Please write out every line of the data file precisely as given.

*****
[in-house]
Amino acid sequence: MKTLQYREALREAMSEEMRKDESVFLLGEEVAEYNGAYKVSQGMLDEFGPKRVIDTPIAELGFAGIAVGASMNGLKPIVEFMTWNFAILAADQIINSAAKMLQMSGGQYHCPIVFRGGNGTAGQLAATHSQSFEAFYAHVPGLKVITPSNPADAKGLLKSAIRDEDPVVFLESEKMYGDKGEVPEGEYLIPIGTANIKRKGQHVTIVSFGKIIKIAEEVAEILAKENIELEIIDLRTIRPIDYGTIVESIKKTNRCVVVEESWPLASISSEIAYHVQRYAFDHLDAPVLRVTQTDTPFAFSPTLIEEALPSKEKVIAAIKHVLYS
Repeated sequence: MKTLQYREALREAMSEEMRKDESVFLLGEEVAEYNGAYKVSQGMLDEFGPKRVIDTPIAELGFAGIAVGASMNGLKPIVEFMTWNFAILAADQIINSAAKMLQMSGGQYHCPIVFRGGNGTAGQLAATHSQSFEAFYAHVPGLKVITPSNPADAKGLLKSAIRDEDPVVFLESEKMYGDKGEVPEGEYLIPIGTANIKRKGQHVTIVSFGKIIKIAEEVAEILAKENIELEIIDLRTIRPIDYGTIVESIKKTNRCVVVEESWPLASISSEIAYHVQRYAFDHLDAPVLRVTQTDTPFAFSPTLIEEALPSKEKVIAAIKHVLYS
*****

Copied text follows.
[in-house]
Amino acid sequence: MKTLQYREALREAMSEEMRKDESVFLLGEEVAEYNGAYKVSQGMLDEFGPKRVIDTPIAELGFAGIAVGASMNGLKPIVEFMTWNFAILAADQIINSAAKMLQMSGGQYHCPIVFRGGNGTAGQLAATHSQSFEAFYAHVPGLKVITPSNPADAKGLLKSAIRDEDPVVFLESEKMYGDKGEVPEGEYLIPIGTANIKRKGQHVTIVSFGKIIKIAEEVAEILAKENIELEIIDLRTIRPIDYGTIVESIKKTNRCVVVEESWPLASISSEIAYHVQRYAFDHLDAPVLRVTQTDTPFAFSPTLIEEALPSKEKVIAAIKHVLYS
Repeated sequence: MKTLQYREALREAMSEEMRKDESVFLLGEEVAEYNGAYKVSQGMLDEFGPKRVIDTPIAELGFAGIAVGASMNGLKPIVEFMTWNFAILAADQIINSAAKMLQMSGGQYHCPIVFRGGNGTAGQLAATHSQSFEAFYAHVPGLKVITPSNPADAKGLLKSAIRDEDPVVFLESEKMYGDKGEVPEGEYLIPIGTANIKRKGQHVTIVSFGKIIKIAEEVAEILAKENIELEIIDLRTIRPIDYGTIVESIKKTNRCVVVEESWPLASISSEIAYHVQRYAFDHLDAPVLRVTQTDTPFAFSPTLIEEALPSKEKVIAAIKHVLYS